Found 3 items, similar to objective.
English → Indonesian
meninjau, tidak berat sebelah, tujuan
English → English
n 1: the goal intended to be attained (and which is believed to
be attainable); “the sole object of her trip was to see
2: the lens or system of lenses nearest the object being viewed
[syn: object glass
adj 1: undistorted by emotion or personal bias; based on observable
phenomena; “an objective appraisal”
] [ant: subjective
2: serving as or indicating the object of a verb or of certain
prepositions and used for certain other purposes;
; “accusative endings”
3: emphasizing or expressing things as perceived without
distortion of personal feelings or interpretation;
4: belonging to immediate experience of actual things or
events; “concrete benefits”
; “a concrete example”
is no objective evidence of anything of the kind”
English → English
([o^]b"j[e^]kt), n. [L. objectus. See Object
1. That which is put, or which may be regarded as put, in the
way of some of the senses; something visible or tangible
and persists for an appreciable time; as, he observed an
object in the distance; all the objects in sight; he
touched a strange object in the dark.
2. Anything which is set, or which may be regarded as set,
before the mind so as to be apprehended or known; that of
which the mind by any of its activities takes cognizance,
whether a thing external in space or a conception formed
by the mind itself; as, an object of knowledge, wonder,
fear, thought, study, etc.
Object is a term for that about which the knowing
subject is conversant; what the schoolmen have
styled the “materia circa quam.”
The object of their bitterest hatred. --Macaulay.
3. That toward which the mind, or any of its activities, is
directed; that on which the purpose are fixed as the end
of action or effort; that which is sought for; goal; end;
aim; motive; final cause.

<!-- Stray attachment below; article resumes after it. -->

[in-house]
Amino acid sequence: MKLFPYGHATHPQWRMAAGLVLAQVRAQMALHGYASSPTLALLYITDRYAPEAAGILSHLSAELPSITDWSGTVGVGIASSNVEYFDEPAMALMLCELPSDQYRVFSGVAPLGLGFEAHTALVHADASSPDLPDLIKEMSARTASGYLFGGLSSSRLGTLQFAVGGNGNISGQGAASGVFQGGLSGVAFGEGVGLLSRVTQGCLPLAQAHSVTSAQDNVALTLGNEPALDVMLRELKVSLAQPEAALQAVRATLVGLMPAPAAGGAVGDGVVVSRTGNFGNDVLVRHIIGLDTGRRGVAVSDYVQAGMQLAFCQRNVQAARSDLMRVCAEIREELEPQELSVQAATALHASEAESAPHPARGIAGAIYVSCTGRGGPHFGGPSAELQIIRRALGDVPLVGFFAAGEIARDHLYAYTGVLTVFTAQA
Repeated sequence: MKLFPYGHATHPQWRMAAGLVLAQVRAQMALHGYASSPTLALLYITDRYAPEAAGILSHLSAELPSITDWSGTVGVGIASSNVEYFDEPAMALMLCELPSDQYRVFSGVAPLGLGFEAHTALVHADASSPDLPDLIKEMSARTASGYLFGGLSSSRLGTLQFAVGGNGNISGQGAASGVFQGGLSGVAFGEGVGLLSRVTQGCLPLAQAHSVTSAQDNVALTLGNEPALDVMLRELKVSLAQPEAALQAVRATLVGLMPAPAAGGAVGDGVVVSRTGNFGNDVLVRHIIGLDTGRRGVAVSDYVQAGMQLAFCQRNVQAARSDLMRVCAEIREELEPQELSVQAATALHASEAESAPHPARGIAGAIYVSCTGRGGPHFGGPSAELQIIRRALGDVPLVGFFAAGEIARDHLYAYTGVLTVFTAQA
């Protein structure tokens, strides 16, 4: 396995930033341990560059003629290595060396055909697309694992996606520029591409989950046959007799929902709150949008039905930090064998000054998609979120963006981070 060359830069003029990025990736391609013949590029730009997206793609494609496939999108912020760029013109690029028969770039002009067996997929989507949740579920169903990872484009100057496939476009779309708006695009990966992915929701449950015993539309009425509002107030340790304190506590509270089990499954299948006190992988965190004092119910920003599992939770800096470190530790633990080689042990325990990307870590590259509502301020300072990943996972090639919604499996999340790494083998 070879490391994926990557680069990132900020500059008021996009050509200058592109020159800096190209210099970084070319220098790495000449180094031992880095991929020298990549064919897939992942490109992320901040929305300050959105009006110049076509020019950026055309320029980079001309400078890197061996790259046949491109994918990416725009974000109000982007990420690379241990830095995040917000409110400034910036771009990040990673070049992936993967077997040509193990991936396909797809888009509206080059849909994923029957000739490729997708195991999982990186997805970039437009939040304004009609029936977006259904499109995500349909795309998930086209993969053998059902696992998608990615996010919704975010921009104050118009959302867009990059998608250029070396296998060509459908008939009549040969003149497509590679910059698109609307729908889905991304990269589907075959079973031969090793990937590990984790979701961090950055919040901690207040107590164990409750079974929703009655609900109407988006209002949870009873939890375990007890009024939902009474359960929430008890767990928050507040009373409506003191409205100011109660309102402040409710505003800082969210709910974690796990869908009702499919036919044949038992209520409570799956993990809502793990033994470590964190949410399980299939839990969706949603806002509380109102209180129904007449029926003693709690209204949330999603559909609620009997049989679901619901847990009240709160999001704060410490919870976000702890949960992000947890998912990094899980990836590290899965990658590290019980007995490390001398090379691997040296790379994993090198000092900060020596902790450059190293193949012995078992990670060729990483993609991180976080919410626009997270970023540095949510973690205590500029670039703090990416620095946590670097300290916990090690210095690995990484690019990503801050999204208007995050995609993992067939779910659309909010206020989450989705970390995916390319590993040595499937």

Object, beside its proper signification, came to be
abusively applied to denote motive, end, final cause
. . . . This innovation was probably borrowed from
the French. --Sir. W.
Let our object be, our country, our whole country,
and nothing but our country. --D. Webster.
4. Sight; show; appearance; aspect. [Obs.] --Shak.
He, advancing close
Up to the lake, past all the rest, arose
In glorious object. --Chapman.
5. (Gram.) A word, phrase, or clause toward which an action
is directed, or is considered to be directed; as, the
object of a transitive verb.
6. (Computers) Any set of data that is or can be manipulated
or referenced by a computer program as a single entity; --
the term may be used broadly, to include files, images
(such as icons on the screen), or small data structures.
More narrowly, anything defined as an object within an
object-oriented programming language.
7. (Ontology) Anything which exists and which has attributes;
distinguished from attributes
, the lens, or system of lenses, placed at the
end of a telescope, microscope, etc., which is toward the
object. Its function is to form an image of the object,
which is then viewed by the eyepiece. Called also
or objective lens
. See Illust. of
, a lesson in which object teaching is made
. (Leveling) Same as Leveling staff
, a method of instruction, in which
illustrative objects are employed, each new word or idea
being accompanied by a representation of that which it
signifies; -- used especially in the kindergarten, for